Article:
G 1/19 concerned the computer-implemented simulation of the movement of a pedestrian crowd through an environment such as a building. The questions of law referred to the Enlarged Board of Appeal were answered as follows:
1. A computer-implemented simulation of a technical system or process that is claimed as such can, for the purpose of assessing inventive step, solve a technical problem by producing a technical effect going beyond the simulation's implementation on a computer.
2. For that assessment it is not a sufficient condition that the simulation is based, in whole or in part, on technical principles underlying the simulated system or process.
3. The answers to the first and second questions are no different if the computer-implemented simulation is claimed as part of a design process, in particular for verifying a design.
In the Enlarged Board's opinion, the COMVIK approach was suitable for the assessment of computer-implemented simulations. Like any other computer-implemented inventions, numerical simulations may be patentable if an inventive step can be based on features contributing to the technical character of the claimed simulation method. When the COMVIK approach is applied to simulations, the underlying models form boundaries, which may be technical or non-technical. In terms of the simulation itself, these boundaries are not technical. However, they may contribute to technicality if, for example, they are a reason for adapting the computer or its functioning, or if they form the basis for a further technical use of the outcomes of the simulation (e.g. a use having an impact on physical reality). In order to avoid patent protection being granted to non-patentable subject-matter, such further use has to be at least implicitly specified in the claim. The same applies to any adaptations of the computer or its functioning. The same considerations apply to simulations claimed as part of a design process.
Whether a simulation contributes to the technical character of the claimed subject-matter does not depend on the quality of the underlying model or the degree to which the simulation represents "reality". However, the accuracy of a simulation is a factor that may have an influence on a technical effect going beyond the simulation's implementation and may therefore be taken into consideration in the assessment under Art. 56 EPC (see also T 489/14 of 26.11.2021).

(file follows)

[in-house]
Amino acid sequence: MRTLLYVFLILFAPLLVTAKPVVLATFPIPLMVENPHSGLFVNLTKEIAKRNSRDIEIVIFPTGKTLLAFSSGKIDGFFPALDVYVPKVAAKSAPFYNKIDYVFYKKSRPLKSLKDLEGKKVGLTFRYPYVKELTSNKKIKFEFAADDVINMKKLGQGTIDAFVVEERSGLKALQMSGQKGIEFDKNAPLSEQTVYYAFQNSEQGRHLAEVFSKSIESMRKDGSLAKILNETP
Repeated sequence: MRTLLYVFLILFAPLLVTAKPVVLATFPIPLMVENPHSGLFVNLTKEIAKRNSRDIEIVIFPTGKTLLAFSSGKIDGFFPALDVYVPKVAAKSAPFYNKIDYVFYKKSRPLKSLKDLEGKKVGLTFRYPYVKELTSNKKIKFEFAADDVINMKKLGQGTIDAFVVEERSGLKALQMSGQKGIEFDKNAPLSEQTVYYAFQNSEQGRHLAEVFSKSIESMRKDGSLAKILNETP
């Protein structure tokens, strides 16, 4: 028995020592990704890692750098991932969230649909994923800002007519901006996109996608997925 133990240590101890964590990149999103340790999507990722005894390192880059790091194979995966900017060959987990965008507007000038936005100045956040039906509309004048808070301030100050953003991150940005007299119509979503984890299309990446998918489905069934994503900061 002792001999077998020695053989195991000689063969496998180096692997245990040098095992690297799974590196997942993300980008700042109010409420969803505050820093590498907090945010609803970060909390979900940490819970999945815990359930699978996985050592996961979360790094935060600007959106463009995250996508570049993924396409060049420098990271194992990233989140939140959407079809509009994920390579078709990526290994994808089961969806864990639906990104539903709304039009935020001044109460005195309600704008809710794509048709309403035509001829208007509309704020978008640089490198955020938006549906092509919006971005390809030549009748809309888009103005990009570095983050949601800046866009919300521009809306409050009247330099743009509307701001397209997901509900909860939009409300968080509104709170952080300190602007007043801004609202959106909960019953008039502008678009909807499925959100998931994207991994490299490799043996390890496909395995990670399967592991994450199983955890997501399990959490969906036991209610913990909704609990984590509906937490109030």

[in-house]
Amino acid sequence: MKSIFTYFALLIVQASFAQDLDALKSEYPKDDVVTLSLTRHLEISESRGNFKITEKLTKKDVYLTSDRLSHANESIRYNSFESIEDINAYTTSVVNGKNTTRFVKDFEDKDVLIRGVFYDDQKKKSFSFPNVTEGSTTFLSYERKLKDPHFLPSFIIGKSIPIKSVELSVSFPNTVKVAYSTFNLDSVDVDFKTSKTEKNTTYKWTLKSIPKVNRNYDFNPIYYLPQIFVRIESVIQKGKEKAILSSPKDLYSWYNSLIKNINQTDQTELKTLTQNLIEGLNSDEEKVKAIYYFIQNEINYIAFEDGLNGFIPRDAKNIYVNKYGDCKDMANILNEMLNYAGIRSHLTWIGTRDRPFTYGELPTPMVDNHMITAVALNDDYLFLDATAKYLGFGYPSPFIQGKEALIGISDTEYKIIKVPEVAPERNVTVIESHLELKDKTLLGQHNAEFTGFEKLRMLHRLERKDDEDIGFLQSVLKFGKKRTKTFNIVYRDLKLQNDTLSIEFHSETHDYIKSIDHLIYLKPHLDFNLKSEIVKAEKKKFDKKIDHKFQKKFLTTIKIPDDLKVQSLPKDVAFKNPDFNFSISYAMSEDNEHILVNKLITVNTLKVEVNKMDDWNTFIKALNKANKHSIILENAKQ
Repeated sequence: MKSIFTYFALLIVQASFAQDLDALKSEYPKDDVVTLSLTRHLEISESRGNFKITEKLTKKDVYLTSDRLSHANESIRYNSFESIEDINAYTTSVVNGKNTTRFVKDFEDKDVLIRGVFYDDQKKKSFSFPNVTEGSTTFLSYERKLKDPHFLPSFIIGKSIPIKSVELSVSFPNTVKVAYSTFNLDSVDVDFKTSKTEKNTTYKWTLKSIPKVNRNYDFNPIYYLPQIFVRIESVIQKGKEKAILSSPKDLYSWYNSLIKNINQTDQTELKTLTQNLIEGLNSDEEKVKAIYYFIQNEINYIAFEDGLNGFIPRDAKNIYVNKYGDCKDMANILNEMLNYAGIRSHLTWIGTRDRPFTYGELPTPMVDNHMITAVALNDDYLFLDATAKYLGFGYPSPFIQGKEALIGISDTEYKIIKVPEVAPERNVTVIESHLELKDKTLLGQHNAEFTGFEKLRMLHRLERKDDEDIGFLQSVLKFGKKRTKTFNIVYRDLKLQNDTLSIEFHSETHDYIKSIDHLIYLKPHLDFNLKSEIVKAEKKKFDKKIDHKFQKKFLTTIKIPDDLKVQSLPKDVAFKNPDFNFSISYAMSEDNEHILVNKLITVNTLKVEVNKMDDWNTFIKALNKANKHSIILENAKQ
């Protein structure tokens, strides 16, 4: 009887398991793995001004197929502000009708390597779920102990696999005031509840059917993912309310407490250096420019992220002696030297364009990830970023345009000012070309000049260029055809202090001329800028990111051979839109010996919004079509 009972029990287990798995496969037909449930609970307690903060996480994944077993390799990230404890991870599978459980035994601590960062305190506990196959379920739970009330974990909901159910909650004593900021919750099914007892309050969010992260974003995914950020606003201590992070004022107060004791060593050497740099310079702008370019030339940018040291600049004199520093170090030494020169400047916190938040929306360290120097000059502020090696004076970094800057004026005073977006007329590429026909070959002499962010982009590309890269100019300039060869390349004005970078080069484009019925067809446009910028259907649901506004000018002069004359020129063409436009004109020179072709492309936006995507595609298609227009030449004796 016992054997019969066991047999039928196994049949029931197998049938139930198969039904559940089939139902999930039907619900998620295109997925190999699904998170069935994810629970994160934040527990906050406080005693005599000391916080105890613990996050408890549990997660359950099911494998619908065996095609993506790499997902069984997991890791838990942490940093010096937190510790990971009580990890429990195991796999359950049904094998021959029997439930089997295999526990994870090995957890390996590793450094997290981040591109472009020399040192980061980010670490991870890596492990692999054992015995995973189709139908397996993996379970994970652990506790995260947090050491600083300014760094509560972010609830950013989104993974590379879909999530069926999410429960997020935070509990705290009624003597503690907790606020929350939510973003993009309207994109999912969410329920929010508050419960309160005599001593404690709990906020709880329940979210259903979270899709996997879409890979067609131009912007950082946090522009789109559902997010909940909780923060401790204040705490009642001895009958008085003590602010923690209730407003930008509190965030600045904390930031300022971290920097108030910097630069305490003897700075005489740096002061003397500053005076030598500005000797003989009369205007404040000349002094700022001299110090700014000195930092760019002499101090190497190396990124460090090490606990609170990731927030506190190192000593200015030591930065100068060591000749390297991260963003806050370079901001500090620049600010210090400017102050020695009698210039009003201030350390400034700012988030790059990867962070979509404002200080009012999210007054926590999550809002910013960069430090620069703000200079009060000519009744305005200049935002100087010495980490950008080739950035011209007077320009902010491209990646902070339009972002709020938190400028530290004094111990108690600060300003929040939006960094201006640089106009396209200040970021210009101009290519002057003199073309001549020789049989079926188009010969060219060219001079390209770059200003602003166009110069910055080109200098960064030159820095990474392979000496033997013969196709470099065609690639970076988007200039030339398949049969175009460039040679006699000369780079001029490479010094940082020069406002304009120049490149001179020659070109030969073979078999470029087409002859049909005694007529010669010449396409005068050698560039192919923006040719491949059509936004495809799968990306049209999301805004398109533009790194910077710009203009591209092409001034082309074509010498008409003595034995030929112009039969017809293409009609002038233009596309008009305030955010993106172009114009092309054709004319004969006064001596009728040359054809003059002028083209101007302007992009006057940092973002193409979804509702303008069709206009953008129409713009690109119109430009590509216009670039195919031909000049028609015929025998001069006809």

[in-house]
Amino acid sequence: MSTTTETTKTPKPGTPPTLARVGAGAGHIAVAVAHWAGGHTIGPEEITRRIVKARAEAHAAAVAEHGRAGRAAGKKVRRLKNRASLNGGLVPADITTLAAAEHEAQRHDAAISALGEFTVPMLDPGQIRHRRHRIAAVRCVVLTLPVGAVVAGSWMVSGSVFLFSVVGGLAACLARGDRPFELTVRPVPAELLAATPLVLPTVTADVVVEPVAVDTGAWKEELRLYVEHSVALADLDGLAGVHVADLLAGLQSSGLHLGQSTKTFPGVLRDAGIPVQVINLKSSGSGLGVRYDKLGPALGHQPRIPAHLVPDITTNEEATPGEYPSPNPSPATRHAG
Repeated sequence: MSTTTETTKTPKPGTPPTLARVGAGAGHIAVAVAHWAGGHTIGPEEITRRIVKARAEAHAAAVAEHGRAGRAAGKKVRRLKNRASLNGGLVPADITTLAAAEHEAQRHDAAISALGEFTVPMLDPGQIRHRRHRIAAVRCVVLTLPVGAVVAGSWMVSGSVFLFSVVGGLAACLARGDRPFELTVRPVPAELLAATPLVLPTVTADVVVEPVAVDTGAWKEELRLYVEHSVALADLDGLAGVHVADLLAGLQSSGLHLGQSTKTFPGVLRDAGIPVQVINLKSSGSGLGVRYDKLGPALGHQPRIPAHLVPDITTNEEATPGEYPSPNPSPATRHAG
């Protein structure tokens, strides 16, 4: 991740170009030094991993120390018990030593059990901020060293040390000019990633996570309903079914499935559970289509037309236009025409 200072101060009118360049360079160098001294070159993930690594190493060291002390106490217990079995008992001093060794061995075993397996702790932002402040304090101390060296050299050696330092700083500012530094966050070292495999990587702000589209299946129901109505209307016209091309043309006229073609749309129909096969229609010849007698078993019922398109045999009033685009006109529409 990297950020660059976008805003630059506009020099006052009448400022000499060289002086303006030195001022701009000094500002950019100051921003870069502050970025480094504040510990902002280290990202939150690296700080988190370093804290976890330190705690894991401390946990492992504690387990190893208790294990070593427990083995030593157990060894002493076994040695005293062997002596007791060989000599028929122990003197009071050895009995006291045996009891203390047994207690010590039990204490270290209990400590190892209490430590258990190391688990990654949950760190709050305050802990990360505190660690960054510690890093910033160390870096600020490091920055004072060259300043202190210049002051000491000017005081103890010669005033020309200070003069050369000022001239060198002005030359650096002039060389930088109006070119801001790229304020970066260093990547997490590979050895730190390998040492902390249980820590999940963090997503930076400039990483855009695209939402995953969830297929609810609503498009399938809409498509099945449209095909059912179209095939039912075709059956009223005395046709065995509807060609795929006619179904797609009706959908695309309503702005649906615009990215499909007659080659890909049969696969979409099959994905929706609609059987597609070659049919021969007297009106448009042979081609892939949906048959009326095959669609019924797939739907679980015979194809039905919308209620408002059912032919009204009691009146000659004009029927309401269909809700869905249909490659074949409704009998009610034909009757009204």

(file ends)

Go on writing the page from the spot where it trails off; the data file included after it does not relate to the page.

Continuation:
A simulation is necessarily based on the principles underlying the simulated system or process. Even if these principles can be described as technical, the simulation does not necessarily have a technical character. The Enlarged Board was of the opinion that it is neither a sufficient nor a necessary condition that a numerical simulation is based, at least in part, on technical principles that underlie the simulated system or process.
In coming to its decision, the Enlarged Board also looked at the decision in T 1227/05 (OJ 2007, 574), which had dealt with an application relating to a computer-implemented method with mathematical steps for simulating the performance of a circuit subject to 1/f noise. The solution was based on the notion that 1/f noise can be simulated by feeding suitable random numbers into the circuit model. In the deciding board's view, the simple generation of the random numbers and the possibility of calculating them separately, before the start of the circuit simulation, provided for a resource-efficient computer simulation. In its analysis under Art. 56 EPC, the board explicitly relied on the COMVIK approach, finding that the simulation of a circuit subject to 1/f noise constituted an adequately defined technical purpose for a computer-implemented invention "provided that the method is functionally limited to that technical purpose". In view of the method's functional limitation to the simulation of a noise-affected circuit, the board came to the conclusion that such simulation could be considered to be a functional technical feature. The board also made clear that the metaspecification of an (undefined) technical purpose could not be considered adequate.